Recognising that many instrument systems require triggering from external events and between different units, the next two LXI classes address that requirement: one in software (Class B) and one in hardware (Class A). Note that at this time there are very few Class B and A instruments, because suppliers are climbing up the learning curve. But the features they offer will be beneficial when they become widely available. Class B expands on Class C by supporting direct LAN messaging in the form of peer-to-peer communications without sending signals over a wired bus, for module-to-module triggering as well as supporting time-based trigger events. The addition of LAN-based triggering is made possible through support for IEEE 1588-2002 PTP, which provides the means to distribute a precision timing source across many LXI devices. Timing accuracy of tens of microseconds to tens of nanoseconds is possible.
LAN messaging would be useful, for instance, to have a signal generator send a stimulus to a device under test and then notify a spectrum analyser directly to take a measurement without having to involve a central controller. A small program running inside each box could send messages back and forth as the two instruments step through a series of levels or frequencies. Users could download a list of values, have each instrument run on its own time, and tell the central controller when that task is done. This approach would take traffic off the bus and speed up communications.
Hardware triggering through the WTB (wired trigger bus) is the key feature of Class A devices. Three trigger configurations are specified: daisy chain, star, and hybrid star, all implemented using an 8-twisted pair bus and MLVDS (multipoint low voltage differential signalling) technology. In addition, two trigger bus modes are supported: driven and wired-OR. Class A devices provide the capability to create instrument subsystems linked by hardware triggers. A typical application might be the creation of synthetic instruments that consist of several source/measurement components with coherent intermodule clocking and triggering over the LXI trigger lines.
A good illustration of this approach comes from Agilent, which offers a number of ClassA instruments that allow you to build synthetic instruments. These modules, which are building blocks with no front panels rather than being complete traditional instruments, include among other things a digitiser, down-converter, waveform generator, and an upconverter. By combining these modules in various ways, users can emulate traditional instruments or create specialised instruments. The reusability of modules in different scenarios reduces the total lifetime costs of a test system by extending its longevity and provides obsolescence protection.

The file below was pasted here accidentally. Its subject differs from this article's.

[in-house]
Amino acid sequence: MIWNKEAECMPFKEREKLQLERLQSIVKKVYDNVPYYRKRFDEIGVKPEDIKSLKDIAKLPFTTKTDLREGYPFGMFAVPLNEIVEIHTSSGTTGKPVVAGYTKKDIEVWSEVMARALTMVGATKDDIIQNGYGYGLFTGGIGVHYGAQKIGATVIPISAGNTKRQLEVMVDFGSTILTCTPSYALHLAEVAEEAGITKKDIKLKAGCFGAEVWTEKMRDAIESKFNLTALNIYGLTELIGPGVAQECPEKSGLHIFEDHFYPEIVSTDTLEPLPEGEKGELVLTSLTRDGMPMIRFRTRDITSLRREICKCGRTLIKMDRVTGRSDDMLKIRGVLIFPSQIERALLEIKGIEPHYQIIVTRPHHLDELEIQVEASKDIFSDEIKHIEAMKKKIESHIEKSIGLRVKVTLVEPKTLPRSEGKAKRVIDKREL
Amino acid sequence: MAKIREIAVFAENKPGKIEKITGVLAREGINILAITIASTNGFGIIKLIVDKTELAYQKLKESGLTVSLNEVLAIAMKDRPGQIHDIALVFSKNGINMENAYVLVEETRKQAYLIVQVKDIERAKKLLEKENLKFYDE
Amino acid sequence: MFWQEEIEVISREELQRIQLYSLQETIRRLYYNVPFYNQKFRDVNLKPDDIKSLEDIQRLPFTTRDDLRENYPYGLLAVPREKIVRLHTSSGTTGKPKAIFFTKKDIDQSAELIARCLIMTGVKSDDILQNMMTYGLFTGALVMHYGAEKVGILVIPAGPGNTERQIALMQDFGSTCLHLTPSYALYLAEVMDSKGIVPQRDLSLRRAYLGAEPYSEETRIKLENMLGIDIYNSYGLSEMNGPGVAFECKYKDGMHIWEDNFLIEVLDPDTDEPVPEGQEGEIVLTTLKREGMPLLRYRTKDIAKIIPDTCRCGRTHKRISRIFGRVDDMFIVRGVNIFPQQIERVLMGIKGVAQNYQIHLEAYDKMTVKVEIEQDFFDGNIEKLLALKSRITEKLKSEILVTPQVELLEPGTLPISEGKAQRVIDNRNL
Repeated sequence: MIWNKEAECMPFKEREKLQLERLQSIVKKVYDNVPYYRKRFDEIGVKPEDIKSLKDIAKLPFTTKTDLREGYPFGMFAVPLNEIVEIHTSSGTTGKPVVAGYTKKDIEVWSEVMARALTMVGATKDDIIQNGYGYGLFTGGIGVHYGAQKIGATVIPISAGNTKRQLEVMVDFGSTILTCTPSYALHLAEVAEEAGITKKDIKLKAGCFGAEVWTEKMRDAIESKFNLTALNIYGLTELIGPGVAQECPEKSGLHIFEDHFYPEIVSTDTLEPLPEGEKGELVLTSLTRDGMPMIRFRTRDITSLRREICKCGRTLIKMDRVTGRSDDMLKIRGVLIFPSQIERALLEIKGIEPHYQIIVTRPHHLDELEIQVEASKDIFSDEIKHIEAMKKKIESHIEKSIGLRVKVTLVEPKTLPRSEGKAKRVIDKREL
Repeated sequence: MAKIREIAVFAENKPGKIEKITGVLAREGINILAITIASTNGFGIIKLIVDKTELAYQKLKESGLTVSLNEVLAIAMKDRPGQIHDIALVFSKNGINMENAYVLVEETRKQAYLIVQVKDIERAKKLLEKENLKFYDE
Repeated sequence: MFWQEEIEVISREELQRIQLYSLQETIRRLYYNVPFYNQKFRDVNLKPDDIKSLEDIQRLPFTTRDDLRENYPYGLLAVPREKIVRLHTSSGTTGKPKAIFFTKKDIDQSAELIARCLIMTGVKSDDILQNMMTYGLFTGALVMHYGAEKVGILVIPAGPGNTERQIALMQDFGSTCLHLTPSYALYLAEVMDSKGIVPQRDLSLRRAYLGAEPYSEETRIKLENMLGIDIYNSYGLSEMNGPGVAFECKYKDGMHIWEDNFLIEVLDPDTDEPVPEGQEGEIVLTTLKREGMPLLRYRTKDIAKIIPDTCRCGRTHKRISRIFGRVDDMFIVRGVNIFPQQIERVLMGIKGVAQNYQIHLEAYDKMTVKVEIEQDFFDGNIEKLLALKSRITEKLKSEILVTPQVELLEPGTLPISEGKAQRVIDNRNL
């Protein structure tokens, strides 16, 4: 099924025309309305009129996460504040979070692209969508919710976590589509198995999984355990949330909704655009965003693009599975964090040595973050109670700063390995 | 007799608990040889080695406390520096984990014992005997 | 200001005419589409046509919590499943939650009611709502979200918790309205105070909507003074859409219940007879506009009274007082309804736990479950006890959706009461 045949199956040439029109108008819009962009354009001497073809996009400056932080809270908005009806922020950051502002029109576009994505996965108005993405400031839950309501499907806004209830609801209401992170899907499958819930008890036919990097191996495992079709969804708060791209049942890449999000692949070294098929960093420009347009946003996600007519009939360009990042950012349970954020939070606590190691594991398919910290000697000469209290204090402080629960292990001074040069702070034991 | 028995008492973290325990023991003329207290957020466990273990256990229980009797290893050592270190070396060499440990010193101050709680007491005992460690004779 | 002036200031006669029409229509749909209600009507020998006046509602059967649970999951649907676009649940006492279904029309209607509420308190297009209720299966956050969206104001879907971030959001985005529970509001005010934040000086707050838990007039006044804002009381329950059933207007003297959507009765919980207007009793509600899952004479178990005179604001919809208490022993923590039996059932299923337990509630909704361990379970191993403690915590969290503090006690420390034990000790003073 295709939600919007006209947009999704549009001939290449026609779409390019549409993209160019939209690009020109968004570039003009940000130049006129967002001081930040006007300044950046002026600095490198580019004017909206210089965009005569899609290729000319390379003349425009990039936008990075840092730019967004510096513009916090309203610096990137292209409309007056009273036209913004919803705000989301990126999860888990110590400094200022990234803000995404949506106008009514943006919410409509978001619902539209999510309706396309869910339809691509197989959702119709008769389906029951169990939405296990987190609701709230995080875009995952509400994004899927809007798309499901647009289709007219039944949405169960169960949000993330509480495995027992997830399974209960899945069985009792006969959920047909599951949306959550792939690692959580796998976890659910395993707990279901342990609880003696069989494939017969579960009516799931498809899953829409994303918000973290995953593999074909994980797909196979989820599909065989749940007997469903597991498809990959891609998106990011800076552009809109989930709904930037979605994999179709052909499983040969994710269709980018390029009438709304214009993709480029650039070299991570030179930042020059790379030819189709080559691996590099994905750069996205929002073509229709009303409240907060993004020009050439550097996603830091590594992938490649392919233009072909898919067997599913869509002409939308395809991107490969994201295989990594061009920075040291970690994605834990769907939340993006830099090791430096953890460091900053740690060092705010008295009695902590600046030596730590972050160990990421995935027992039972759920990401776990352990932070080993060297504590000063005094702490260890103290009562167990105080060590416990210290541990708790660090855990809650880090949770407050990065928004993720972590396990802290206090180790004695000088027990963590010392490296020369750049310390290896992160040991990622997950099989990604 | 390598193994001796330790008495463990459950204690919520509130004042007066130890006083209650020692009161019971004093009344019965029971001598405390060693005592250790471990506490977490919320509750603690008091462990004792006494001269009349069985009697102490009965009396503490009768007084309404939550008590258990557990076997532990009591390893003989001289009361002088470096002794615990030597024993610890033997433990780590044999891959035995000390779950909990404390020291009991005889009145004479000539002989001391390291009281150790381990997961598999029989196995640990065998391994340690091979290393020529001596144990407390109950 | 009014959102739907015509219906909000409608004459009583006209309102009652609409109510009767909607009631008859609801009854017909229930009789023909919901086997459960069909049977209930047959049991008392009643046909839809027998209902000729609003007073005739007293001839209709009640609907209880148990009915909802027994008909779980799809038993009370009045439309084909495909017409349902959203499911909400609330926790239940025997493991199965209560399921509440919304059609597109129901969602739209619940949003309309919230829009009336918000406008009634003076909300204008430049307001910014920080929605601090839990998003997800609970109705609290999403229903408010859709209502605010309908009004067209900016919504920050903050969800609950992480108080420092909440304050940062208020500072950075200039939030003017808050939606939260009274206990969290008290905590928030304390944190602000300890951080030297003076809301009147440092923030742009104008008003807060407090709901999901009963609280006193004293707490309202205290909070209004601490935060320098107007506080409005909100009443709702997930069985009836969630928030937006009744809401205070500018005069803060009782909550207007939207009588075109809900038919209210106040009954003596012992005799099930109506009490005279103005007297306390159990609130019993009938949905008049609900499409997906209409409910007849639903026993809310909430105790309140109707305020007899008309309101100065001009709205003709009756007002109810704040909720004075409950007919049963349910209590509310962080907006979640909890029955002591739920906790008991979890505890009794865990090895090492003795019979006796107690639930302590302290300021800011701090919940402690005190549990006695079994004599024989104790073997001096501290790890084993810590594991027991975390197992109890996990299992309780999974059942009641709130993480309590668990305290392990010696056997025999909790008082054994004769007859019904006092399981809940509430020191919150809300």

Fig.3: The EX2500 from VXI Technology is an LXI-VXI Slot0 interface that allows a rack of VXI instruments to work with LXI instruments
TheWTB will also play a large role in letting engineers integrate LXI into existing test setups and make LXI compatible with legacy hardware while allowing people to ease into these new technologies. This is part of the philosophy behind VXI Technology’s EX2500, an LXI-VXI Gigabit Ethernet Slot0 interface (Fig. 3). While Class A instruments must include both the WTB and IEEE 1588 triggering, several vendors have developed Class C instruments that add the WTB but not IEEE 1588 because some vendors note that adding 1588 can be the most expensive and toughest part of this business. These instruments are more than Class C but don’t qualify as Class A, so some vendors informally refer to them as ClassCPlus.
Leveraging previous architectures
A key aspect that will make LXI viable is the ability to work with legacy instruments. This was just mentioned in connection with ClassA devices and the WTB, but a new product from Agilent moves interoperability into Class B devices. Specifically, the Model E5818A LXI trigger box (Fig. 4) is itself a Class B unit, but when an LXI Class C or GPIB instrument is connected to it, that older unit gains the timing capabilities of an LXI Class B instrument. The E5818A can achieve a synchronisation accuracy of up to 13ns (standard deviation over a direct connection) and provide time stamping for as many as 5,000 events.
The number of LXI instruments is starting to grow. Many instrument vendors are starting to upgrade existing products and make LXI an option, sometimes removing an RS-232 interface to make room. In newer designs, you will likely see LXI become standard with GPIB as an option instead of the reverse situation today.
Fig. 4: At the top of each of these three racks you can see an Agilent E5818A LXI trigger box (the thin unit with the yellow-green display), which gives exisiting GPIB instruments the timing capabilities of an LXI Class B instrument.